Via Youtube-Reason’s Matt Welch & Nick Gillespie Interview George Will


Exploring the libertarian/conservative divide.   Will is always a pleasure, and as he terms it, a Henry Clay/Abraham Lincoln Whig from Illinois.

He puts his finger on a lot of things in the video, but this stuck out.  The regulators and the regulated:

We have produced an enormous number of people who think they’re entitled to rule, who are trained to rule, which is to say, trained to administer the regulatory State, and arguably, absent the New Deal, we wouldn’t have had the regulatory state, which gave rise to this class…

I’m sure there can be philosophical disagreement, especially about that last part, but with an anemic 1-2% economic growth and many young people living at home, we’re pretty much arguing more about less at the moment.

This reminded me of Charles Kesler’s Four Waves Of Liberalism theory, a deep conservative political philosophy.

Addition:  Another quote from Will,  which highlights something I think many libertarians and conservatives can usually agree upon, and where the divide between libertarians/conservatives and liberals can be striking (he obviously doesn’t mean that percentage accurately):

“98% percent of the what the government does is for factions, or what the founders called factions, which are those who are not public-spirited, but private spirited, who are trying to bend public power to private advantage.”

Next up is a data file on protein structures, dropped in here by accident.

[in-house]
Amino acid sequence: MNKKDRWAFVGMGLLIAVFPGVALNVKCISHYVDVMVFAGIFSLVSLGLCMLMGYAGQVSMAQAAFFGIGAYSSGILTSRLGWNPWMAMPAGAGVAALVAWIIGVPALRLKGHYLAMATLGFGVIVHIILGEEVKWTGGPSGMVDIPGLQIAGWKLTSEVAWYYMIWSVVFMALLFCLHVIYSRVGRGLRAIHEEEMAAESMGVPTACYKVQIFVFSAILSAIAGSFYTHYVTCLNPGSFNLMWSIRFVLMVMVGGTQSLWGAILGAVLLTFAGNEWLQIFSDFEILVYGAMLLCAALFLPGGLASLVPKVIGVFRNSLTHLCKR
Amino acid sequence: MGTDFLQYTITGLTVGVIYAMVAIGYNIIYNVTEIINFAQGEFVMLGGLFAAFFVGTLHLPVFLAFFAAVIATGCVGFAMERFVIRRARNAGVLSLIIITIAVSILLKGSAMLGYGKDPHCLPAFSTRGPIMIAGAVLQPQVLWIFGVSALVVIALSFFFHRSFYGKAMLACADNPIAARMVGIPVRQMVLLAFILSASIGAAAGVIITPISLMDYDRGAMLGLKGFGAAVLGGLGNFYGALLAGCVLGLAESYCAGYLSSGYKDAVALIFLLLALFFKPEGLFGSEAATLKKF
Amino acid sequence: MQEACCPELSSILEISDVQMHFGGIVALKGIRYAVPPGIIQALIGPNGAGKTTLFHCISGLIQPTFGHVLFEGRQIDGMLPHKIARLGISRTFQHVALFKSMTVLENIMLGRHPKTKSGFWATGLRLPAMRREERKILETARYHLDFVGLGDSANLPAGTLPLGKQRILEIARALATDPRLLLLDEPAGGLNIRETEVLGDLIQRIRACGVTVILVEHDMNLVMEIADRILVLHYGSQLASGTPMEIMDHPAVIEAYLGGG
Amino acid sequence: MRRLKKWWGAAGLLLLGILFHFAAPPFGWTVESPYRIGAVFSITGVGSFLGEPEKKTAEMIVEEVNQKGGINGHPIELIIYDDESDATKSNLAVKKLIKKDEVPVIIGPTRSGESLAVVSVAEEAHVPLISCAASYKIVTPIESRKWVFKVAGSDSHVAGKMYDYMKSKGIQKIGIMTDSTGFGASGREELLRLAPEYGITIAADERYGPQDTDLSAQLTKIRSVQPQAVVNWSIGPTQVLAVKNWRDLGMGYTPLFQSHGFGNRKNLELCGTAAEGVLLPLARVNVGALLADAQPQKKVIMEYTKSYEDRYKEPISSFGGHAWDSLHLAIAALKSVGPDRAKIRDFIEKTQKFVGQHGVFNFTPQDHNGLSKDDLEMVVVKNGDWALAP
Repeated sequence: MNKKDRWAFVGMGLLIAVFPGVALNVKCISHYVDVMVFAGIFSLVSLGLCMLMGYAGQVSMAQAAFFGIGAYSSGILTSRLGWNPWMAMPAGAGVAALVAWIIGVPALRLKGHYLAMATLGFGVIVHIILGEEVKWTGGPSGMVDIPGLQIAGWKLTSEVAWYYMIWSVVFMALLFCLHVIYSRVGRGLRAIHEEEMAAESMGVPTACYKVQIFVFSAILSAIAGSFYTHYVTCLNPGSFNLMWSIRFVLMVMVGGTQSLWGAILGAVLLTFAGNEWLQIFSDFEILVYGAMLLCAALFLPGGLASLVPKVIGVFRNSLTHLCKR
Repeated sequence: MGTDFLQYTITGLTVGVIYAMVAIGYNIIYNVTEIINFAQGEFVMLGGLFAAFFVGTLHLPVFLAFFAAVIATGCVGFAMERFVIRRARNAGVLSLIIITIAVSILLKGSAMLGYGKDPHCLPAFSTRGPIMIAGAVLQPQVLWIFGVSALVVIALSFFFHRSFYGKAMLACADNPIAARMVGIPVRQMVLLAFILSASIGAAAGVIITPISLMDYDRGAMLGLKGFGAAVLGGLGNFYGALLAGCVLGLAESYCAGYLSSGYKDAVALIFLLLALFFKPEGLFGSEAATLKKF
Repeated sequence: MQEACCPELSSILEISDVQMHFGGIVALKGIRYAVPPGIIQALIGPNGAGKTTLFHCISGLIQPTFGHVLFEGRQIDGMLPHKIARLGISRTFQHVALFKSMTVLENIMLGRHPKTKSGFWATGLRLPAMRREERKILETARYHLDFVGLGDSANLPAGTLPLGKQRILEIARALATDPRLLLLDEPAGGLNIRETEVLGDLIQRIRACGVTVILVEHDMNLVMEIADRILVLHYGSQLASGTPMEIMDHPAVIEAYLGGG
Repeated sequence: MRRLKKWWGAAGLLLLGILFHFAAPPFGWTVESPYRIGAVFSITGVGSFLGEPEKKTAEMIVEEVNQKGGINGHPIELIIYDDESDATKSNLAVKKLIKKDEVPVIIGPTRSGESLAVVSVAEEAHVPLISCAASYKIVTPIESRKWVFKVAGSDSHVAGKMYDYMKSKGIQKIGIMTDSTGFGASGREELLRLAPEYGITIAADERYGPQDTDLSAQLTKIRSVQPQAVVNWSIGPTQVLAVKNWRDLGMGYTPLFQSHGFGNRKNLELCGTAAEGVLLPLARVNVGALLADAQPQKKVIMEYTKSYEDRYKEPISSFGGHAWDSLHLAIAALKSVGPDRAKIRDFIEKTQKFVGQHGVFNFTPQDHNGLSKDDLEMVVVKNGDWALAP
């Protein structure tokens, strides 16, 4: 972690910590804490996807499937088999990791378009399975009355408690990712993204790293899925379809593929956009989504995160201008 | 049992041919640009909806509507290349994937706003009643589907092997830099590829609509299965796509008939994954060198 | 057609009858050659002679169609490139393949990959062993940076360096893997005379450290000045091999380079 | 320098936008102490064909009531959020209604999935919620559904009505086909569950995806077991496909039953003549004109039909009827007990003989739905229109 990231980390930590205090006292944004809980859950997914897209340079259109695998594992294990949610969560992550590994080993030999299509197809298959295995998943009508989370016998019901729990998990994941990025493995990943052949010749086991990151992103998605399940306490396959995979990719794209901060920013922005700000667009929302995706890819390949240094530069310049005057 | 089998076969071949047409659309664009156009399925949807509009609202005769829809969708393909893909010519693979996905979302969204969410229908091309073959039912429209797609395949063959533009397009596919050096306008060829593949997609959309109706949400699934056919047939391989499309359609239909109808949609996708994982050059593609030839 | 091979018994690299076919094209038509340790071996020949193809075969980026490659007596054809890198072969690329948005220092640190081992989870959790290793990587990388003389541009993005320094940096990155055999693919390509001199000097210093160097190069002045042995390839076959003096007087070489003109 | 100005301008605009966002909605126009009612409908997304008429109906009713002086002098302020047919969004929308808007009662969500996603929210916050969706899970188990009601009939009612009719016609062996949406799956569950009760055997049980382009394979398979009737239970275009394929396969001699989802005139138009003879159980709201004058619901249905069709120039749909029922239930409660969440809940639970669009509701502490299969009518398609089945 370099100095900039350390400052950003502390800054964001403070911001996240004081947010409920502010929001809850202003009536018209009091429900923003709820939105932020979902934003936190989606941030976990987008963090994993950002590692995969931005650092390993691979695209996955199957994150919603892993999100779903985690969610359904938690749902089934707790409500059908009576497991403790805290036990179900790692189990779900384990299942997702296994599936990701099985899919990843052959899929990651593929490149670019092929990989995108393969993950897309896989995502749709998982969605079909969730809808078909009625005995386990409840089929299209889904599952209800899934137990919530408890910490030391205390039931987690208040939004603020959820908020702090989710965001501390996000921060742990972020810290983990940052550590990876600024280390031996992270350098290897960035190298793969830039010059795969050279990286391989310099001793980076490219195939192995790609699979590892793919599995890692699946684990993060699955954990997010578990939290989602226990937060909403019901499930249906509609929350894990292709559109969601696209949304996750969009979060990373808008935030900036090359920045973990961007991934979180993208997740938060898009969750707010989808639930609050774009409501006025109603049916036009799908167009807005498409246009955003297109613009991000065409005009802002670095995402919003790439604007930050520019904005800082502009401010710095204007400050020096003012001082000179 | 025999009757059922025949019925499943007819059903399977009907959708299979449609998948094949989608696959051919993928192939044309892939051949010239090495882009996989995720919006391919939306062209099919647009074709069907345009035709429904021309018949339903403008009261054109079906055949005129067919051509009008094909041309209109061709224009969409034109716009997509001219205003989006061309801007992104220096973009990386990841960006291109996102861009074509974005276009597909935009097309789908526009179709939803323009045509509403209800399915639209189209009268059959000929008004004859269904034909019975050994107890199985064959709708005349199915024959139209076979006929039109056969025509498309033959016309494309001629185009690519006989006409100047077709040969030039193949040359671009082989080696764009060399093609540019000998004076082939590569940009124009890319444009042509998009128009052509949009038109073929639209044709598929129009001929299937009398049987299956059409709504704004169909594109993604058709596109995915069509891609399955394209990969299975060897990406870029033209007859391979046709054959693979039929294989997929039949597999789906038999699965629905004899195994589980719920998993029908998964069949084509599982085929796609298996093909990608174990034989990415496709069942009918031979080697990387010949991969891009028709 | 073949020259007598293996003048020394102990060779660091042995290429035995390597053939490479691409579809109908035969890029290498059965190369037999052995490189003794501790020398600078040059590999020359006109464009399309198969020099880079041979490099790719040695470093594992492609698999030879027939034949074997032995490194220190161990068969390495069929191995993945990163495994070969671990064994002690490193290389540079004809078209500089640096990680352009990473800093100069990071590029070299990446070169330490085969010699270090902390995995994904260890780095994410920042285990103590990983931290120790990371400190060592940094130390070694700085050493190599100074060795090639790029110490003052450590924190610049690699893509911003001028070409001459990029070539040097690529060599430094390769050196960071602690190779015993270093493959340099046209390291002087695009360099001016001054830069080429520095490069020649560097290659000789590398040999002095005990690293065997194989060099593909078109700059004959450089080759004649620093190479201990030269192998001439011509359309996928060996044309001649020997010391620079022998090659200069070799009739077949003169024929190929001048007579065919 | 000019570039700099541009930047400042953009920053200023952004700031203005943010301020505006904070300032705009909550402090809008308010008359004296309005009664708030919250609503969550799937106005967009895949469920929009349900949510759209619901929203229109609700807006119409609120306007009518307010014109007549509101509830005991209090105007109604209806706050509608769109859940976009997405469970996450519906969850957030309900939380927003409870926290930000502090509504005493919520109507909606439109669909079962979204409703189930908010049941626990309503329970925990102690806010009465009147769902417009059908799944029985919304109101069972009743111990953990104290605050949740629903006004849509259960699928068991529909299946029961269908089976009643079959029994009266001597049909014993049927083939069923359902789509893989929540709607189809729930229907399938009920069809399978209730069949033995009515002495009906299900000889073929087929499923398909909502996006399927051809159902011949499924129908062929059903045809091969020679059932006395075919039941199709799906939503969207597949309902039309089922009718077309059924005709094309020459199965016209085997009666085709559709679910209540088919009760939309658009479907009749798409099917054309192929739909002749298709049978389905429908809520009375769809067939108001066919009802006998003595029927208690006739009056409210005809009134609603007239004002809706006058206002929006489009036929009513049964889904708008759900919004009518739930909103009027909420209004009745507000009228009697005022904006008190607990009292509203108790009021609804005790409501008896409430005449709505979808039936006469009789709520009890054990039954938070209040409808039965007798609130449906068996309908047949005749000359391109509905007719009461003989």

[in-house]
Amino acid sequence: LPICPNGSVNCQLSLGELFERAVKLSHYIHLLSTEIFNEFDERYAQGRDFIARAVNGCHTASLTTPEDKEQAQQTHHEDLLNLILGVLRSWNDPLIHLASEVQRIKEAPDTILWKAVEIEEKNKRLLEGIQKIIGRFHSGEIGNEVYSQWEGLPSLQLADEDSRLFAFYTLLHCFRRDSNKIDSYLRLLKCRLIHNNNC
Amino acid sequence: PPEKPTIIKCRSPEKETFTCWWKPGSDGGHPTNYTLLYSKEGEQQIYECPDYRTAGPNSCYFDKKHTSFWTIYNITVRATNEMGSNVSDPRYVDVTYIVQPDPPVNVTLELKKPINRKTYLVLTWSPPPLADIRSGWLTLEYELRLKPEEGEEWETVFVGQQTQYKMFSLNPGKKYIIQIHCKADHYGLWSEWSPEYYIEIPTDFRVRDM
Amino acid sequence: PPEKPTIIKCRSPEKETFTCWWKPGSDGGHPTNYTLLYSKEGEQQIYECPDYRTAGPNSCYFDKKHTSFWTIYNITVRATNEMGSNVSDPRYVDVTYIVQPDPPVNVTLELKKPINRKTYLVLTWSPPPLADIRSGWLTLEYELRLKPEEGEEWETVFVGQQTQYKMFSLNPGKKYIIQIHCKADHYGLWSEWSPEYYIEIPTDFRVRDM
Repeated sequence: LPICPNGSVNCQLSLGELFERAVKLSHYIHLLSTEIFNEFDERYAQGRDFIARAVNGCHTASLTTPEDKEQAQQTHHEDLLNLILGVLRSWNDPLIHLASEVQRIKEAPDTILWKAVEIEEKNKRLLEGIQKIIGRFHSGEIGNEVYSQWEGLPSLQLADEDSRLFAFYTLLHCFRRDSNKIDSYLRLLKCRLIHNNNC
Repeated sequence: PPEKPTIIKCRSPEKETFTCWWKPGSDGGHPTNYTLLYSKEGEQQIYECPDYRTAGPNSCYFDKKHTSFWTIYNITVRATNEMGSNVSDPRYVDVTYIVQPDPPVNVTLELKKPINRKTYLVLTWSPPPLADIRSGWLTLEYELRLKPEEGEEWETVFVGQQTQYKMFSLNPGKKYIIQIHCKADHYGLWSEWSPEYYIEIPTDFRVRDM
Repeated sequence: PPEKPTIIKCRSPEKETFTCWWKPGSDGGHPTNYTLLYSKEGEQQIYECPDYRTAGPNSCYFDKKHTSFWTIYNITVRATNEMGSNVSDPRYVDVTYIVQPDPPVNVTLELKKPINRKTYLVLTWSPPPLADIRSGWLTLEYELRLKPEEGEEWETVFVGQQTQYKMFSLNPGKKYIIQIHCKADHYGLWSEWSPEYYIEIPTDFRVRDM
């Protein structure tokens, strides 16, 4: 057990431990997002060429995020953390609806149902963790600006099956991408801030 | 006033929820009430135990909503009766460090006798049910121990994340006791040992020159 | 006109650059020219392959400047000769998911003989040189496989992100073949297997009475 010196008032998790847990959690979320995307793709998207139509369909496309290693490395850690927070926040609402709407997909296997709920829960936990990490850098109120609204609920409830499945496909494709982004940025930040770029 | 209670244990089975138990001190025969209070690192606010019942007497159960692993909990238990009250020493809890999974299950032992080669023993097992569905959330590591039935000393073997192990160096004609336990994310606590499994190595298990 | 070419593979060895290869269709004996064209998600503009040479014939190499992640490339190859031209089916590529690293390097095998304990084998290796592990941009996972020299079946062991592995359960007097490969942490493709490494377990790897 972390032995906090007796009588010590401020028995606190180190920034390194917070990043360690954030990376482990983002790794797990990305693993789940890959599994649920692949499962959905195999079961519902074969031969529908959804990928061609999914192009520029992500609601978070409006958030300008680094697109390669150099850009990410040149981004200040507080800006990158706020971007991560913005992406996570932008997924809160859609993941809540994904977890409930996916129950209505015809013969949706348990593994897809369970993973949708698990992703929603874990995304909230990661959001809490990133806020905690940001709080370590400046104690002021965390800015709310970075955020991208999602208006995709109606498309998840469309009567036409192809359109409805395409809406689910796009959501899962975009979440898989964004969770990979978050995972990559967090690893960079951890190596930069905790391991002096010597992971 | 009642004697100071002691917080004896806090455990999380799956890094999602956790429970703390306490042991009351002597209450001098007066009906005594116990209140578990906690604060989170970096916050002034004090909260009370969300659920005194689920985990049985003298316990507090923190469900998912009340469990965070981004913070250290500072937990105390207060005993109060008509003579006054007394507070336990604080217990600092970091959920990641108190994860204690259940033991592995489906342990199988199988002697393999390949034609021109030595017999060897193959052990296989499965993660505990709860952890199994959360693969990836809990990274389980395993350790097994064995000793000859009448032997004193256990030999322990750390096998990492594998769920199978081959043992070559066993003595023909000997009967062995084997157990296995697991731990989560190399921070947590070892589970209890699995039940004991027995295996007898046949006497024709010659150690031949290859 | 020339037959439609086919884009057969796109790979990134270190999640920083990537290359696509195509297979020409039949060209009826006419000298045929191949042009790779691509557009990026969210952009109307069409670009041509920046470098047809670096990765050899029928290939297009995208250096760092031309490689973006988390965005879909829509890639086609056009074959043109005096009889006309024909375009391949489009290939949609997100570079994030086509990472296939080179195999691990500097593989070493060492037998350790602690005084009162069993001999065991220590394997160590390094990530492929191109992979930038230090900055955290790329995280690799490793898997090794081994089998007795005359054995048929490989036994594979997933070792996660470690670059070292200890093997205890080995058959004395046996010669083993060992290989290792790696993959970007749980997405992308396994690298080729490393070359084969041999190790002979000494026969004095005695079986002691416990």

The refrain I hear most often from frustrated libertarians/conservatives is that ideologically, progressives pursue aims which naturally lead to an enormous public sector and State.  Individual “rights” are not there to be safeguarded, but rather conferred by membership in a group of activists and ‘community’ members, the better of whom will lead the government.

This puts progressive interests in charge of the public power while they pursue their private interests.  There are good and smart people among them, of course, but this model came with many unelected czars, an army of rent-seeking bureaucrats (focusing on the environment, health-care & education especially), union cartels potentially free-riding on the public good and various other hangers-on looking for money, power, and influence.

Whatever your views on your moral obligations to others, and what kind of society you’d like to live in, this is a particularly inefficient and often corruptible way to go about it.

Considering the fact that we’ve had a steadily growing government for awhile now, with ever more questionable and complex legislation coming from both sides of the aisle, along with a public making conflicting and sometimes incompatible demands upon elected officials, it’s no wonder there’s such frustration all around.

Of course, we can all be guilty of overlooking our own interests and justifying our actions with noble purpose and lofty ideals. but that’s one of the beauties of our system:  Many of our founders knew this all too well.

Addition:  The American Conservative Blog isn’t convinced by Will’s libertarian bent: